West Byfleet is a village in Surrey which grew up around the railway station.
It sits between the two ancient villages of Byfleet and Pyrford and shares two of its boundaries with these villages, along with the River Wey and Godalming Navigations which were built in the 1600s.
Until the middle of the 19th century the area which became West Byfleet was largely undeveloped, with much of the land either woodland or used for the growing of flowers to produce perfume mainly for soaps (this is reflected in the names of some of the roads). At that time it consisted of a few cottages grouped around the junction of roads to Woking, Byfleet, New Haw and Pyrford and was known as Byfleet Corner.
The railway from London to Woking opened in 1838 and even though West Byfleet did not have a station at the time, the railway owners indicated they wanted to open one. In 1887 it duly opened and was called Byfleet & Woodham station. The area was originally developed for high quality housing but many properties were shortly redeveloped to provide shops and commercial premises during the early Edwardian period. In 1906 for example, the grounds of ‘Rosemount’, only 30 years old, were used for road widening and for the shopping parade which bears its name.
Most new homes were detached but some higher density housing of the ‘small villa’ variety was built to the north of the station in Station Road and Claremont Road and to the south of the station in Camphill Road and Lavender Park Road. Elsewhere the building was generally at low densities with large detached houses in tree lined streets and with a good deal of the existing woodland retained for landscaping. Many of the large houses in West Byfleet built in the early 1900s were by the master builder Walter George (W.G.) Tarrant.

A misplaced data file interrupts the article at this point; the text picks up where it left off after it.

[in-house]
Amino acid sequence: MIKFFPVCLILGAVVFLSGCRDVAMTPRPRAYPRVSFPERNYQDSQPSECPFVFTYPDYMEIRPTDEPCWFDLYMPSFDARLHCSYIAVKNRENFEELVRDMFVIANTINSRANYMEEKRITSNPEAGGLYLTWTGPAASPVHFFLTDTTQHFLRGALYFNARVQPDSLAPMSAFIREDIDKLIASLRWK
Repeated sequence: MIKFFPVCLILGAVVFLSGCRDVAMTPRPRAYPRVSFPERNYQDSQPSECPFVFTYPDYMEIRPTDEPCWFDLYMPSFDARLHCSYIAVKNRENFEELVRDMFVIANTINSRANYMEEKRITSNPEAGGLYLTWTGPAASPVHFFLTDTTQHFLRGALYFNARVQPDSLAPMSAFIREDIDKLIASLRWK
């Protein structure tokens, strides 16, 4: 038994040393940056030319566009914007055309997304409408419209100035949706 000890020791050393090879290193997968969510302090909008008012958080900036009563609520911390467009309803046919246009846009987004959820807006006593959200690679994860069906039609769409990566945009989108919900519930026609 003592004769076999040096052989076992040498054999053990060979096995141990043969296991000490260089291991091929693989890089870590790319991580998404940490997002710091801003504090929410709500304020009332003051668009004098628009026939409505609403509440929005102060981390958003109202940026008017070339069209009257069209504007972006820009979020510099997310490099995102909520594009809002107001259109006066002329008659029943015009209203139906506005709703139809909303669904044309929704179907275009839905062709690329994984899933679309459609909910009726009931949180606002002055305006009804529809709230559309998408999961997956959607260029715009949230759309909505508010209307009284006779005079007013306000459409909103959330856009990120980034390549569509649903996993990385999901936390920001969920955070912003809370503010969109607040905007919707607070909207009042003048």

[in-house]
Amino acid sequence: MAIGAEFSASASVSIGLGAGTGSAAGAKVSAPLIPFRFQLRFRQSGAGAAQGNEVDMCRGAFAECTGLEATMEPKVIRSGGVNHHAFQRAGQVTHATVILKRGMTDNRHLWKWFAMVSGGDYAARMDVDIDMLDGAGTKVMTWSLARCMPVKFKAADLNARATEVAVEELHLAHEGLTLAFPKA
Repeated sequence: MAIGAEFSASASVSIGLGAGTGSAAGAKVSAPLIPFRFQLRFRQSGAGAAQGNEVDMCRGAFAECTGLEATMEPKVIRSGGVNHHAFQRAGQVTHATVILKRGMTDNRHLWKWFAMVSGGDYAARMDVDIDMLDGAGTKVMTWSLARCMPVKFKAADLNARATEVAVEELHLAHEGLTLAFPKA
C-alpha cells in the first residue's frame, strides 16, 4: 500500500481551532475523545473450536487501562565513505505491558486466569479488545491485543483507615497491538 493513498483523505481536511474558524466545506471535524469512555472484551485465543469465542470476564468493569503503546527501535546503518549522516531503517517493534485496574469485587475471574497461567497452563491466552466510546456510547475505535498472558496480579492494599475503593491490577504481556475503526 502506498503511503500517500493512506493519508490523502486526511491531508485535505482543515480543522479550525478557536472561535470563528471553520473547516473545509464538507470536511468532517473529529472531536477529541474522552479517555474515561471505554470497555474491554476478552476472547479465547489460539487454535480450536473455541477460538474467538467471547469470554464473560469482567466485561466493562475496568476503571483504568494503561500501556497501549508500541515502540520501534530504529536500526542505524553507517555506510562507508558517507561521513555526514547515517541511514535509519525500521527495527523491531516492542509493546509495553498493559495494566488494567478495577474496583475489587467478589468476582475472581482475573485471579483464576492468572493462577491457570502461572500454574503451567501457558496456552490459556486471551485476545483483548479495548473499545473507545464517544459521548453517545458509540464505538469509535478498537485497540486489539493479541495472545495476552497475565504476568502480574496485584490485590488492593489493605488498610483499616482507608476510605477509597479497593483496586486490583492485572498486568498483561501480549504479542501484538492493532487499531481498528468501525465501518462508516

Dartnell Park, east of the new village and south of the Basingstoke canal, became one of the most exclusive of the low density estates in the Woking Area. The land was enclosed from the wet heath in 1806 but was too poor to be used for agriculture. By 1870 Dartnell’s Wood, named after a previous owner, was thickly grown with conifers. It was parcelled out into building plots in 1884-98 in several phases.
St John’s Church, designed by W.D. Caroe in 1910, was built in 1912 and the parish of West Byfleet was established in 1917. Our Lady Help of Christians, the Catholic Church, was built between 1955 and 1956.
In 1962 and 1966 SCC re-zoned land in Woking and West Byfleet as a ‘High Density Area’. The zone in West Byfleet covered the area between Old Woking Road, Sheerwater Road and the railway station. Within this area redevelopment by private building firms was actively encouraged, there being a stated preference for flats, maisonettes and terraced housing (although there were strict limitations imposed on the removal of mature trees of the existing properties). TAs well as housing, this area was developed to provide business space, shops, a library and multi-storey offices, the largest building being Sheer House at seven storeys.
Around this time the Brantwood estate, between Old Woking Road and Madeira Road, was built, comprising a mix of three storey flats and terraced two storey homes in the densest building seen in West Byfleet.
Since the 1950s land values have been high enough for homeowners to sell gardens or part thereof to allow infill building, although in the last ten years that process has slowed as fewer potential sites exist.
The West Byfleet Business association website can be reached here www.wbba.org.uk
The West Byfleet Neighbourhood forum website can be reached here wbnf.org